Canning Venison is so easy I wish I had started years ago. These
directions will also work for canning meats such as beef, elk, pork or
The first time I tried canning meat I could not believe it was so easy. I thought surely there was something I am missing. Nope, nothing missing. It tasted great!
Any meat must always be processed in a pressure canner.
Your shelves are full of canning jars with ground or cubed elk.... what do you do with it? Make supper of course.
Gather your canning supplies
Cut away any bruised areas, gristle, and excess fat. (If you are lucky enough to have any fat on your deer) My kids all help in processing our meat. Here my 6yo is cubing meat for canning. And yes, he is closely monitored of course.
Slice across the grain into strips about 1 inch thick.
Then cut into chunks the size you desire. You can divide into lengths to fit your jar, or cut into cubes.
Pack into hot jars, leaving 1-inch head space.
Add canning salt if desired. I've seen it recommended that you add 2 tsp per quart. I tend to like to only lightly salt our meat. I only use 1 tsp per quart. Do not add liquid! This was the hardest part for me to get. You really don't add liquid. The meat will produce its own juice.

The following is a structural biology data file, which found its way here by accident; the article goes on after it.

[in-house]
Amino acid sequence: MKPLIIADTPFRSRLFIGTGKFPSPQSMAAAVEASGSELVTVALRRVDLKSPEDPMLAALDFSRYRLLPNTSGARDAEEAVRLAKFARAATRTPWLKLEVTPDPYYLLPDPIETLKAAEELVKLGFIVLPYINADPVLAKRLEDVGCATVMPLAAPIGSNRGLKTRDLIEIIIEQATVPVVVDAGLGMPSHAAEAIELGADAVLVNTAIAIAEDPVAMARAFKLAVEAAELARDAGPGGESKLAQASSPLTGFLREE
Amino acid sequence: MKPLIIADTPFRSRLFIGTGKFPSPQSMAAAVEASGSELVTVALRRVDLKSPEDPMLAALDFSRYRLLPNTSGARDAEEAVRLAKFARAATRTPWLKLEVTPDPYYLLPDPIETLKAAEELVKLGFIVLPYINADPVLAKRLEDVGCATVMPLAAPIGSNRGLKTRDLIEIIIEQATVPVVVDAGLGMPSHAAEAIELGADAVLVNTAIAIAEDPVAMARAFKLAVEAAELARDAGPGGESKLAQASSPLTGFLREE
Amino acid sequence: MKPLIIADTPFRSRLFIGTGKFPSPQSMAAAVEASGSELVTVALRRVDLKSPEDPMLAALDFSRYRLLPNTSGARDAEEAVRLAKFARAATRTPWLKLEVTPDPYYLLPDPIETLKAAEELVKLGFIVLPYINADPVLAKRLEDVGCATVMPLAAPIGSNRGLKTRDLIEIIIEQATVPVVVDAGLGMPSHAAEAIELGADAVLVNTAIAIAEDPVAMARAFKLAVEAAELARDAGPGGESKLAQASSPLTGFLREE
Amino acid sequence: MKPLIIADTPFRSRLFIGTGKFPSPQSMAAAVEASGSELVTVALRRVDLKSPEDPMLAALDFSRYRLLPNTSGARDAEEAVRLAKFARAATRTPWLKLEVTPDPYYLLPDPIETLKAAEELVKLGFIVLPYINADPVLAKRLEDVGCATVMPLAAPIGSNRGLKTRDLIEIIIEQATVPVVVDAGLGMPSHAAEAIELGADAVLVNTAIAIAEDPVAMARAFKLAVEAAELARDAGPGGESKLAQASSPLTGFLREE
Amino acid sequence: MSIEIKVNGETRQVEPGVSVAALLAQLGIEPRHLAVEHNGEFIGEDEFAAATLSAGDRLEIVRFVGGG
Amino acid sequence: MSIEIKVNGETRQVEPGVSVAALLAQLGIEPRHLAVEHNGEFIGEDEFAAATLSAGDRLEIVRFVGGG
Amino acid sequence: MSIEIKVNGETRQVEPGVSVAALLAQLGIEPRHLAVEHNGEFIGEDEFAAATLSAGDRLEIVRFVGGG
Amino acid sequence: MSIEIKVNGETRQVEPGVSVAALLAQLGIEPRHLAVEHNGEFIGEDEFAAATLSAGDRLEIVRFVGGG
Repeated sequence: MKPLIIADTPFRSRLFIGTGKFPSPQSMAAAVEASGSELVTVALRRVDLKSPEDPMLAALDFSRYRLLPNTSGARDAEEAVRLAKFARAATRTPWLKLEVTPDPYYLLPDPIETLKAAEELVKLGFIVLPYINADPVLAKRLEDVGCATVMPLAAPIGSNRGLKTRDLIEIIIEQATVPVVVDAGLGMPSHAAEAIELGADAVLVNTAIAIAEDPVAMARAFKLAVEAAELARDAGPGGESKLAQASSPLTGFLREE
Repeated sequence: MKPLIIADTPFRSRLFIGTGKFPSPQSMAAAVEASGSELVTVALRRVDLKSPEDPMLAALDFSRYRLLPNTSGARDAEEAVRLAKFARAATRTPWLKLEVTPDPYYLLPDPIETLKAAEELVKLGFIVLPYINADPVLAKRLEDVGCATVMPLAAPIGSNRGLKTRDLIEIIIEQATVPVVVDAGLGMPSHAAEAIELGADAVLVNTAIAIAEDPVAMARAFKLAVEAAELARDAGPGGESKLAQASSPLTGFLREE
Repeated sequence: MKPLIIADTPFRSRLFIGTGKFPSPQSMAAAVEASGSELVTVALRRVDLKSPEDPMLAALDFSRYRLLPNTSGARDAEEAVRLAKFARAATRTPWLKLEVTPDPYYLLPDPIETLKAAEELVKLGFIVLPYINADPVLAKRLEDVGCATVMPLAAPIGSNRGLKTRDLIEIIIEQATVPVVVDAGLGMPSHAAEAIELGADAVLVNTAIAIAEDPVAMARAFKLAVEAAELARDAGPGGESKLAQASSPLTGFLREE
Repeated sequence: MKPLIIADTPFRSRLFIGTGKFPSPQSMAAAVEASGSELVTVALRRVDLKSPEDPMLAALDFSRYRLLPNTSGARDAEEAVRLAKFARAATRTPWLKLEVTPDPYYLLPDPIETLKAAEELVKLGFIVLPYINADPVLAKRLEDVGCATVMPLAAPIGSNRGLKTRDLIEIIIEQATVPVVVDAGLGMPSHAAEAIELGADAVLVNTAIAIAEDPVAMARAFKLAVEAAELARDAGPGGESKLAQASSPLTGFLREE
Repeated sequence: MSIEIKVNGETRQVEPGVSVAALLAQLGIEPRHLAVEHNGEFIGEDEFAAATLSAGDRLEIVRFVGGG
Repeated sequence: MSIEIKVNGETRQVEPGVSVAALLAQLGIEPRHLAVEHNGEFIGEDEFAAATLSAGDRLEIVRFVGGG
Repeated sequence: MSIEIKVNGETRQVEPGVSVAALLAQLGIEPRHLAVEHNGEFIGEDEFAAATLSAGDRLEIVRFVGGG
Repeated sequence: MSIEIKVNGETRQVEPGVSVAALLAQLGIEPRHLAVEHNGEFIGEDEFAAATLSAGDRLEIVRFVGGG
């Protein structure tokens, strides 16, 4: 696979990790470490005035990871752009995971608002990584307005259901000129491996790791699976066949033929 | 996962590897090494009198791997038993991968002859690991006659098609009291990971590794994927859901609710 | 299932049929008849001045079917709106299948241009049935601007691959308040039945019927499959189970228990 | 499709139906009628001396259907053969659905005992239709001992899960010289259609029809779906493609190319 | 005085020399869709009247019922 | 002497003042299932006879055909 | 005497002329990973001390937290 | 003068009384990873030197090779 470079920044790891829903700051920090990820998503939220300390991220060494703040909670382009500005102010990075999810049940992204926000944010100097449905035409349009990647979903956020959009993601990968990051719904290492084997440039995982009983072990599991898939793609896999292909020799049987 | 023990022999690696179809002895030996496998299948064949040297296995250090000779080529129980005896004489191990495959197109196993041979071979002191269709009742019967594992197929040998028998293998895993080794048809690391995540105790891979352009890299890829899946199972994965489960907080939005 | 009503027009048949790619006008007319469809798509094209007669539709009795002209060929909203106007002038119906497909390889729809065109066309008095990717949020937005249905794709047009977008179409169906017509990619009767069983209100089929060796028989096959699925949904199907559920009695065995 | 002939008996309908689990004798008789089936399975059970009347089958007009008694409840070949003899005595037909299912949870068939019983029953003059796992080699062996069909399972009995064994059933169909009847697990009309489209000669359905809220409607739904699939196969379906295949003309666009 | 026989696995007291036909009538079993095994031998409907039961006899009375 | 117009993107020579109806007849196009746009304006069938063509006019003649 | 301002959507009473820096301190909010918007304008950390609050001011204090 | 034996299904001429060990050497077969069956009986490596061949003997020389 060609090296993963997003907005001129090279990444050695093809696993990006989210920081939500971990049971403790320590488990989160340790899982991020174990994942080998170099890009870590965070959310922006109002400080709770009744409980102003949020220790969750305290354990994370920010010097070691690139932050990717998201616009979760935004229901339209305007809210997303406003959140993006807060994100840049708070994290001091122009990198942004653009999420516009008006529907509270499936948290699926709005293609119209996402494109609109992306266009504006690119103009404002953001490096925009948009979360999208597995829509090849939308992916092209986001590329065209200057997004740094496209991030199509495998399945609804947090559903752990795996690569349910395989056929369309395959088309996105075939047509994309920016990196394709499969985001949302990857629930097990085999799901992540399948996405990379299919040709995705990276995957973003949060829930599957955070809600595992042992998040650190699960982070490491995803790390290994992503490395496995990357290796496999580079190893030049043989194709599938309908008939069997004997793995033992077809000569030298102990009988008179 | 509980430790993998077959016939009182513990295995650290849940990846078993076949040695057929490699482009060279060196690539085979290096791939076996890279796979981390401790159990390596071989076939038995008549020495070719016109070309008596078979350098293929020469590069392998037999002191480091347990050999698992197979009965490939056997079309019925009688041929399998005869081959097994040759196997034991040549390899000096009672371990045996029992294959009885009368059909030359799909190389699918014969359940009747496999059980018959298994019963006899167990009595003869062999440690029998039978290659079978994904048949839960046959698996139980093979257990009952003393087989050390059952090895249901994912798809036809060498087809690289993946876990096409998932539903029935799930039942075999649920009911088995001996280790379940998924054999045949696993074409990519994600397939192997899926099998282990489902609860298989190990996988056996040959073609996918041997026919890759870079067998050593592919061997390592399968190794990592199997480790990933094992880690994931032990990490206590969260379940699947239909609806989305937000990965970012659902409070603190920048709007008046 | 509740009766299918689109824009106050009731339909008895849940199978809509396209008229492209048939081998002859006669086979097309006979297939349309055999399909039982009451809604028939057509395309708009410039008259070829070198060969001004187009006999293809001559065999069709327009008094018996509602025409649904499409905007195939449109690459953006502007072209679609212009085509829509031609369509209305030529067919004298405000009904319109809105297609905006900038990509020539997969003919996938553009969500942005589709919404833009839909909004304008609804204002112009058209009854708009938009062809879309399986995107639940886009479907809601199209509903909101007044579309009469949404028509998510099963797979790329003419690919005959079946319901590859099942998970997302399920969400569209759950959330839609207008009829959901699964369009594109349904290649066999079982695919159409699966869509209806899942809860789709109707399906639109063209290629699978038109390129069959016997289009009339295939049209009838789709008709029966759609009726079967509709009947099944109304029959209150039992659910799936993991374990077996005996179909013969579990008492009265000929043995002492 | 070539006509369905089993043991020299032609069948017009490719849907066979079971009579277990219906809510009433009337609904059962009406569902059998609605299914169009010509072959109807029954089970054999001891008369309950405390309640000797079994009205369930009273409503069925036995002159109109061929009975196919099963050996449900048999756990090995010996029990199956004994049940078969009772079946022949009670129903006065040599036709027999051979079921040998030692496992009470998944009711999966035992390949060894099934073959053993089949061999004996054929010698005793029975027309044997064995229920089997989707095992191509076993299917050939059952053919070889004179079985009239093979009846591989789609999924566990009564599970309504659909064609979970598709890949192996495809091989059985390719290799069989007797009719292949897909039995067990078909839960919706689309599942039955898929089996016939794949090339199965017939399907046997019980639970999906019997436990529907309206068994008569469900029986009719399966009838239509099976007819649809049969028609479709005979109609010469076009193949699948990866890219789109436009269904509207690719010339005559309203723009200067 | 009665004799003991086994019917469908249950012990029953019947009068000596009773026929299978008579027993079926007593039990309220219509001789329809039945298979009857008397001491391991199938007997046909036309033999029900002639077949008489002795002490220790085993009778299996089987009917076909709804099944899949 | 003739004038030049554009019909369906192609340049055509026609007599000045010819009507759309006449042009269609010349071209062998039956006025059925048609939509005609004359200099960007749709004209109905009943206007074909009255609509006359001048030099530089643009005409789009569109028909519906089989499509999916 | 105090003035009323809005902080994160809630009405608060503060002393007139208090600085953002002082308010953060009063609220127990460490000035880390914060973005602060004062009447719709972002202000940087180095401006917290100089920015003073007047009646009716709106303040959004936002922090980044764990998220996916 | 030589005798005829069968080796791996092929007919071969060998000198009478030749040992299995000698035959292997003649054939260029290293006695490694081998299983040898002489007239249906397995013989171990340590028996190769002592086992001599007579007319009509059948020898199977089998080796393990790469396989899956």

Use the handle of a spoon or something to get out some of the large air bubbles. You won't be able to get it all out. But occasionally you'll notice a large gap. Just poke something in the jar to release those spaces. Fill jars leaving a one inch head space.
Wipe the rims of your jars clean. This is important. You don't want any grease or meat particles left or it will interfere with the seal. Just use a wet paper towel and wipe around each jar rim.
Place the warmed lids and screw bands on finger tight.
Place jars in your preheated pressure canner. Do your best to make sure the jars are not touching each other. For my canner this is a tight fit so sometimes it takes a little maneuvering.
Follow pressure canning instructions using the processing times below.
Don't forget to adjust the pressure requirements for your elevation.
Quarts - 1 hour 30 minutes
Pints - 1 hour 15 minutes
|Adjustments for Pressure Canner|
|Altitude in Feet||Dial Gauge Canner||Weighted Gauge Canner|
Hello Sharon, I have a question regarding canning Elk meat. I was wondering if you could put butter in with the meat for some flavor? I put butter in with roasts in the crock pot and it always turns out very good.
Hi Brandon, I would not put butter in your elk before you can it.
Now I realize that meat is going to have some fat in it inherently and elk usually does not have very much. But recommendations are to not add any fat or oils to your food before canning.
You can certainly add it when you open the jar to use it though. You are right adding that extra fat does help wild meats. I also often add bacon grease instead of butter or if I have bacon ends and pieces I sometimes add that.
Not adding liquid was the most surprising part of canning venison for me. You really don't add liquid. The meat will produce its own juice.
Sometimes the juice will not fill the jar or completely cover the meat. That is ok.